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Redbud – Cercis canadensis

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Redbud - Cercis canadensis

Redbud – Cercis canadensis

Normal bloom season for the Eastern Redbud is March through May. These buds popped up on 10 February, about three weeks ahead of schedule. Central Texas is about the westernmost part of the range for var. canadensis, where it is replaced by two smaller varieties, var. texensis and  var. mexicana , which are also both native to Texas. As you can see here, the flowers appear on the bare branches, while the glossy leaves follow later. Need one add that it is deciduous?

The flowers and leaves apparently are edible, and the twigs have been used to  create a yellow dye by boiling in water.  The Eastern variety requires more water than the Texas or Mexican varieties, but even it is drought tolerant. It thrives in partial to full shade. and are good in wooded areas.  In the past, I have observed an early migrating Monarch Butterfly attracted to the flowers, which in general  provide nectar to nectar feeding insects.  In North Carolina, I have heard these referred to as “weed trees” and considered a nuisance.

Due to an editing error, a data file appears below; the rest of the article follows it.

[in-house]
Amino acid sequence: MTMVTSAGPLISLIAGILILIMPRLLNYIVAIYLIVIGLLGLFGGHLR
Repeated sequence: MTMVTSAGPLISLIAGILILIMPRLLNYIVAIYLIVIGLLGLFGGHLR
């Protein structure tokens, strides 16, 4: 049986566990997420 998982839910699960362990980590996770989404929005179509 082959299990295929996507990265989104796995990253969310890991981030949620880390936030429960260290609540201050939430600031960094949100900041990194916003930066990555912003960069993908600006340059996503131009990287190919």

Cercis canadensis – redbud

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redbud

redbud

Cercis canadensis

Cercis canadensis

Cercis canadensis now open for business throughout Central Texas. Provides a great native alternative to exotic Bradford Pears – and don’t require much water to stay alive… Both the Eastern Redbud and the Texas Redbud (var. texensis) are considered native here.

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